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Clinical Investigations in Critical Care |

The Effect of an Education Program on the Incidence of Central Venous Catheter-Associated Bloodstream Infection in a Medical ICU*

David K. Warren, MD; Jeanne E. Zack, BSN; Jennie L. Mayfield, MPH; Alexander Chen, MD; Donna Prentice, MSN; Victoria J. Fraser, MD; Marin H. Kollef, MD, FCCP
Author and Funding Information

*From the Pulmonary and Critical Care Division (Drs. Chen and Kollef), Division of Infectious Diseases (Drs. Warren and Fraser), Washington University School of Medicine; and BJC HealthCare (Ms. Zack, Ms. Mayfield, and Ms. Prentice), St. Louis, MO.

Correspondence to: Marin H. Kollef, MD, FCCP, Washington University School of Medicine, 660 South Euclid Ave, Campus Box 8052, St. Louis, MO 63110; e-mail: kollefm@msnotes.wustl.edu



Chest. 2004;126(5):1612-1618. doi:10.1378/chest.126.5.1612
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Objective: To determine whether an education initiative could decrease the rate of catheter-associated bloodstream infection.

Design: Preintervention and postintervention observational study.

Setting: The 19-bed medical ICU in a 1,400-bed university-affiliated urban teaching hospital.

Patients: Between January 2000 and December 2003, all patients admitted to the medical ICU were surveyed prospectively for the development of catheter-associated bloodstream infection.

Intervention: A mandatory education program directed toward ICU nurses and physicians was developed by a multidisciplinary task force to highlight correct practices for the prevention of catheter-associated bloodstream infection. The program consisted of a 10-page self-study module on risk factors and practice modifications involved in catheter-related bloodstream infections and in-services at scheduled staff meetings. Each participant was required to complete a pretest before reviewing the study module and an identical test after completion of the study module. Fact sheets and posters reinforcing the information in the study module were also posted throughout the ICU.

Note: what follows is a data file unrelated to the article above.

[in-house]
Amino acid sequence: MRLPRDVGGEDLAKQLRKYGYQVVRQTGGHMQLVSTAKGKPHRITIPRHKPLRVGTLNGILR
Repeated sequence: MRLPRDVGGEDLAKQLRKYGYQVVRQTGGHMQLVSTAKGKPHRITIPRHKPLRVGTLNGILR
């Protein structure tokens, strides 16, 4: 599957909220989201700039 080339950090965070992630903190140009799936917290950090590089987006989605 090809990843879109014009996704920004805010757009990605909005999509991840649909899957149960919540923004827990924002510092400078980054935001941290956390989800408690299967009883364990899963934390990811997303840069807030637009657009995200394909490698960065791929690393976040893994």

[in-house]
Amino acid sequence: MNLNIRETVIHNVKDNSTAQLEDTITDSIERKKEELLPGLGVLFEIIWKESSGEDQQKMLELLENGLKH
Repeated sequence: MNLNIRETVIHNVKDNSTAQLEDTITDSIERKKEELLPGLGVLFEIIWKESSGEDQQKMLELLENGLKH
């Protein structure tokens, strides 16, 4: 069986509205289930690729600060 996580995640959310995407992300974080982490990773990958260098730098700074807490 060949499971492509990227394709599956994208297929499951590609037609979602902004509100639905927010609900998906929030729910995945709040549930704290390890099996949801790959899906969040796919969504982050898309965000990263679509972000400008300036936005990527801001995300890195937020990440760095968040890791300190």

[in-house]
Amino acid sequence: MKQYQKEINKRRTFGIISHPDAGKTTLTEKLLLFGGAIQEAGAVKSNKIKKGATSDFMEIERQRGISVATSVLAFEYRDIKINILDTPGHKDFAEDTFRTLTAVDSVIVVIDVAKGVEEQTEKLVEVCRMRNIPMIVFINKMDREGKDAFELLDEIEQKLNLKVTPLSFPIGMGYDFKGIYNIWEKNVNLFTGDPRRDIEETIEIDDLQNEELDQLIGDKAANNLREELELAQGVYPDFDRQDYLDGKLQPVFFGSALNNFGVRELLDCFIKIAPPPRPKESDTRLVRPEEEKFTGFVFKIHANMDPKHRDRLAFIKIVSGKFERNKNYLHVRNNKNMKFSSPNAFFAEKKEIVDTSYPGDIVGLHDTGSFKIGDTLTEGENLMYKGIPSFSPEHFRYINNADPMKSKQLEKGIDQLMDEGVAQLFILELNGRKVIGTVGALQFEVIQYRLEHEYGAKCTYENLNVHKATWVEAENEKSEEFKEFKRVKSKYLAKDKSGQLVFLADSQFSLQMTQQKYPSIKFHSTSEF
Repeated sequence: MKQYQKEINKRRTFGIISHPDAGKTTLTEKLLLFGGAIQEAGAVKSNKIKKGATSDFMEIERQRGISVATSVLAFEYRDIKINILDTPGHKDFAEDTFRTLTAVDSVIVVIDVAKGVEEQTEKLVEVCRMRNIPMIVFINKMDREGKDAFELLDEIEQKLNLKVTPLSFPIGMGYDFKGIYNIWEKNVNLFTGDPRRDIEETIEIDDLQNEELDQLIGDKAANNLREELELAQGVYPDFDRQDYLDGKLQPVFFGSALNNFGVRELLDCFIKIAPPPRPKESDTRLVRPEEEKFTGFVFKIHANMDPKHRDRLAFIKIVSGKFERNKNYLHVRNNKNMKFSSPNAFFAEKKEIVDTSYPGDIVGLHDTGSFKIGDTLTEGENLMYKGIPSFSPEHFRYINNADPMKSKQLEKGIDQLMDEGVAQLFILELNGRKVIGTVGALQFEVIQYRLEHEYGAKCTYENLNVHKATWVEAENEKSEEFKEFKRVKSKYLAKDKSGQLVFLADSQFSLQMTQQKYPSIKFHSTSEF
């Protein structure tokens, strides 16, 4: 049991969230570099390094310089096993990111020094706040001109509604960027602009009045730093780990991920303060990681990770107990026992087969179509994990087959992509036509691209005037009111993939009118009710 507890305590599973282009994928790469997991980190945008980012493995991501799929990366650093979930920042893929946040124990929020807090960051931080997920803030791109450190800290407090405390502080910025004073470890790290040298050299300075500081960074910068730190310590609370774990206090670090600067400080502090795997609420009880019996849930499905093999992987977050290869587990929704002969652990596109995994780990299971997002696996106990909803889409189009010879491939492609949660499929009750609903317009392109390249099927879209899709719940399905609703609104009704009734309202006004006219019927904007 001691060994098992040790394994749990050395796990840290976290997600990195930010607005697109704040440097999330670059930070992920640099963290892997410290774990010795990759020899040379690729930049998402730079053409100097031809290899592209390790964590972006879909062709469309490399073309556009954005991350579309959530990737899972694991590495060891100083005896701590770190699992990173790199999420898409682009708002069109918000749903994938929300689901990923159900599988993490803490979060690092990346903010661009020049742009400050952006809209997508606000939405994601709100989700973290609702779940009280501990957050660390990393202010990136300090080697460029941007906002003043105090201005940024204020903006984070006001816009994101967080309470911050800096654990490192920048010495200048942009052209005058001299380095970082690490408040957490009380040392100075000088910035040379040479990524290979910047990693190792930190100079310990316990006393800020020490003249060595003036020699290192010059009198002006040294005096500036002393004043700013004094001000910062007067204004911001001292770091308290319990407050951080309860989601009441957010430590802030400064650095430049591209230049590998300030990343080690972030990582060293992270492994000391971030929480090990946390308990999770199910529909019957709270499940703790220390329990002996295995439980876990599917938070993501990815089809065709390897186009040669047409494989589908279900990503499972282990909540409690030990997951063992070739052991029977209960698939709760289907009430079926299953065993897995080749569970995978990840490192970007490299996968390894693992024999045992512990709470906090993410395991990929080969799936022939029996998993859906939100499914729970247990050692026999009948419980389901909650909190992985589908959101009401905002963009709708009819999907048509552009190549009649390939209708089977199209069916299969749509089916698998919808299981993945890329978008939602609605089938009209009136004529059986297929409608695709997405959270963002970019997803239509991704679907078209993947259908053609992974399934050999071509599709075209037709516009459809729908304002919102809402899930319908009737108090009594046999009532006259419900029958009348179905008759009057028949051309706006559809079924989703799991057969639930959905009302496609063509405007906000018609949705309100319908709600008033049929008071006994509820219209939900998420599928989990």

Measurements and main results: Seventy-four episodes of catheter-associated bloodstream infection occurred in 7,879 catheter-days (9.4 per 1,000 catheter-days) in the 24 months before the introduction of the education program. Following implementation of the intervention, the rate of catheter-associated bloodstream infection decreased to 41 episodes in 7,455 catheter days (5.5 per 1,000 catheter-days) [p = 0.019]. The estimated cost savings secondary to the decreased rate of catheter-associated bloodstream infection for the 24 months following introduction of the education program was between $103,600 and $1,573,000.

Conclusions: An intervention focused on the education of health-care providers on the prevention of catheter-associated bloodstream infections may lead to a dramatic decrease in the incidence of primary bloodstream infections. Education programs may lead to a substantial decrease in medical-care costs and patient morbidity attributed to central venous catheterization when implemented as part of mandatory training.

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